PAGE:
The enemy?s army amounting to 8 or 9000 men, with 3 or 400 cavalry, was under the command of Gen. Winder, being formed of troops drawn from Baltimore and Pennsylvania. His artillery, ten pieces of which fell into are hands, was commanded by Com. Barney, who was wounded and taken prisoner. The artillery I directed to be destroyed. Having halted the army for a short time, I determined to march upon Washington, and reached that city at 8 o?clock that night. Judging it of consequences to complete the destruction of the public buildings with the least possible delay, so that the army might retire without loss of time, the following buildings were set fire to and consumed- the capitol, including the Senate house and House of representation, the Arsenal, the Dock-Yard, Treasury, War office, President's Palace, Rope-Walk, and the great bridge across the Potewmac: In the dock-yard a frigate nearly ready to be launched, and a slope of war, were consumed. The two bridges leading to Washington over the eastern branch, had the enemy been destroyed by the enemy who apprehended an attack from that quarter.

The object of the expedition being accomplished, I determined, before any greater enemy force could be assembled, to withdraw the troops, and accordingly commenced retiring on the night of the 25th. On the evening if the 29th we reached Benedict, and re-embarked the following day. In the performance of the operation I have detailed, it is with the utmost satisfaction I observe to your Lordship that cheerfulness in undergoing fatigue, and anxiety for the accomplishment of the object, were conspicuous in all ranks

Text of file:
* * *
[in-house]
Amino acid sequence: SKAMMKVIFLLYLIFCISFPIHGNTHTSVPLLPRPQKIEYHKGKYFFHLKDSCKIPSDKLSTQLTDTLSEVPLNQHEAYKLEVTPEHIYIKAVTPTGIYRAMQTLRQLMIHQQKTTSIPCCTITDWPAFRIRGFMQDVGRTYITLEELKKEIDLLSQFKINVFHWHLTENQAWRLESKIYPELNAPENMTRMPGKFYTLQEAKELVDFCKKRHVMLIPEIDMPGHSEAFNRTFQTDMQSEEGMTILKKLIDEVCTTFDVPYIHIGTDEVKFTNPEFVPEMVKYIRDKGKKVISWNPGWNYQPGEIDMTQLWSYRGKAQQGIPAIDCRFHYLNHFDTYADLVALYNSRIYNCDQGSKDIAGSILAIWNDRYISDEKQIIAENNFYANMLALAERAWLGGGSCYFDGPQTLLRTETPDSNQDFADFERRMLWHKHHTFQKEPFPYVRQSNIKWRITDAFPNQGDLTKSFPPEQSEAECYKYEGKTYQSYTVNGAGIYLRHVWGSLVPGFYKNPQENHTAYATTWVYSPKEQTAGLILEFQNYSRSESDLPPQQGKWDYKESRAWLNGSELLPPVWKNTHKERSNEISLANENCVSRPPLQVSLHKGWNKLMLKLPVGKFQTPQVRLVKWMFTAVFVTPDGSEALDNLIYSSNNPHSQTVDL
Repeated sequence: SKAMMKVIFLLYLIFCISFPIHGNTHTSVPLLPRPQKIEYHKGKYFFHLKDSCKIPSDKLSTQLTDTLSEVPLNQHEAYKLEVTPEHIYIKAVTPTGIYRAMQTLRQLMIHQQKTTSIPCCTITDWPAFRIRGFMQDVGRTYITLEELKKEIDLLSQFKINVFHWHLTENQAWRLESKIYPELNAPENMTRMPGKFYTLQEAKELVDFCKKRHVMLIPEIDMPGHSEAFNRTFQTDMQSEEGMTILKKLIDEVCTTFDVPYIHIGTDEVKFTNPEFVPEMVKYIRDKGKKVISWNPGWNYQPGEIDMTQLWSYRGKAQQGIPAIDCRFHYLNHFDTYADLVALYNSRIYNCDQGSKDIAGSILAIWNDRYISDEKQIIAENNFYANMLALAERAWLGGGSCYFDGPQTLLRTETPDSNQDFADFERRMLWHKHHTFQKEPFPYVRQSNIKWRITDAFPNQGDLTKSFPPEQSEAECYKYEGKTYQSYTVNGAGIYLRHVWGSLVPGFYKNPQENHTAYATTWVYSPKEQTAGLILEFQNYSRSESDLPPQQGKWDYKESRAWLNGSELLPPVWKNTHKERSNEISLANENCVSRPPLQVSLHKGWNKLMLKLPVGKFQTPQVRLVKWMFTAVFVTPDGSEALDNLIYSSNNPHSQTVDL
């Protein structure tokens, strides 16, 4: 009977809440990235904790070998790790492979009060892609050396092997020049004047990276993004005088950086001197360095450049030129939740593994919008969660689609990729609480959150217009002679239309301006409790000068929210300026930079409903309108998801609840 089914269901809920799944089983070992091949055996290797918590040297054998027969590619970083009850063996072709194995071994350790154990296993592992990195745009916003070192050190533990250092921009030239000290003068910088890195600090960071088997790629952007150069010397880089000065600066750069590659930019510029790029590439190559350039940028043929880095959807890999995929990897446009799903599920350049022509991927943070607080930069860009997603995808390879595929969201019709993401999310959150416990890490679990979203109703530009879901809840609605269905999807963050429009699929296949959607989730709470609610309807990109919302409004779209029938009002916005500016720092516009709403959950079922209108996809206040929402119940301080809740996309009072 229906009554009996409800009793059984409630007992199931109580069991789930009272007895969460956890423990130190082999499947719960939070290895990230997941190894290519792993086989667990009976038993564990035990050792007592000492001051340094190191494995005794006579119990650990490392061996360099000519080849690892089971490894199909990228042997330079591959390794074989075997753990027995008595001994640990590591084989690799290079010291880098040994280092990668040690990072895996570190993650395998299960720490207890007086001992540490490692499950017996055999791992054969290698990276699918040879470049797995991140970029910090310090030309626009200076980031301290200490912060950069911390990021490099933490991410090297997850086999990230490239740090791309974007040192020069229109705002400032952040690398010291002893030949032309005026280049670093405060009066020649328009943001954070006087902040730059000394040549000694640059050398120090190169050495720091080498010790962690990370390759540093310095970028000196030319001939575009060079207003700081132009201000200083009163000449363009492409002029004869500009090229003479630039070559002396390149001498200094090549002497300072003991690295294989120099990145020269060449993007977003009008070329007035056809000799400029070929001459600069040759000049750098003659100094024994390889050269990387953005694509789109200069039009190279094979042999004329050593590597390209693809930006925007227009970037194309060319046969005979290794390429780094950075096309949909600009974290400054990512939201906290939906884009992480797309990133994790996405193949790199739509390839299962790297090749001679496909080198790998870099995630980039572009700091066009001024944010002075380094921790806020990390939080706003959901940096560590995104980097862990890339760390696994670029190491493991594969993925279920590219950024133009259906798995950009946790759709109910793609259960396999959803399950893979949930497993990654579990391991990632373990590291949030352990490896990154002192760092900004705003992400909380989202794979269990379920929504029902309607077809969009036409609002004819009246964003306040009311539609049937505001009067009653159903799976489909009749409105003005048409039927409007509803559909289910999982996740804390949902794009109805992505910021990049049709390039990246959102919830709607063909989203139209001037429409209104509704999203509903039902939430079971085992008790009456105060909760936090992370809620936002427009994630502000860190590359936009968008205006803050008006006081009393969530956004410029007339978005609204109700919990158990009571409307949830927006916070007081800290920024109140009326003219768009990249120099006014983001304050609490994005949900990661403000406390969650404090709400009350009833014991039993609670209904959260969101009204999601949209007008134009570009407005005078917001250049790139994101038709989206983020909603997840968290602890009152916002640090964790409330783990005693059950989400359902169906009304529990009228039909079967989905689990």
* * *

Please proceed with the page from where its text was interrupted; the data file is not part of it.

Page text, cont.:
An attack upon an enemy so strongly posted could not be effected without loss. I have to lament that the wounds received by Col. Thornton, and the others officers and soldiers left at Bladensburg, were such as prevented their removal As many of the wounded as could be brought off were removed, the others being left with medical care and attendants. The arrangements made by Staff Sueg?n Baxter for their accommodation have been as satisfactory as circumstances would admit of. The Agent for British prisoners of war very fortunately residing at Bladensburg, I have recommended the wounded officers and men to his particular attention, and trust to his being able to effect their exchange when sufficiently recovered. -- Robert Ross, Major General


1812
6/18/1812
8/13/1812
8/16/1812
8/19/1812
10/13/1812
10/18/1812
10/25/1812
12/29/1812
1813
1/22/1813
2/24/1813
2/24/1813
4/27/1813
5/1/1813
6/1/1813
8/2/1813
8/14/1813
8/30/1813
9/5/1813
9/10/1813
10/5/1813
1814
3/27/1814
3/28/1814
4/29/1814
6/28/1814
7/3/1814
7/5/1814
7/25/1814
8/24/1814
9/1/1814
9/11/1814
9/13/1814
9/17/1814
11/7/1814
12/15/1814
12/24/1814
1815
1/8/1815
1/15/1815
2/20/1815
3/23/1815
6/30/1815





War of 1812







Treaty of Ghent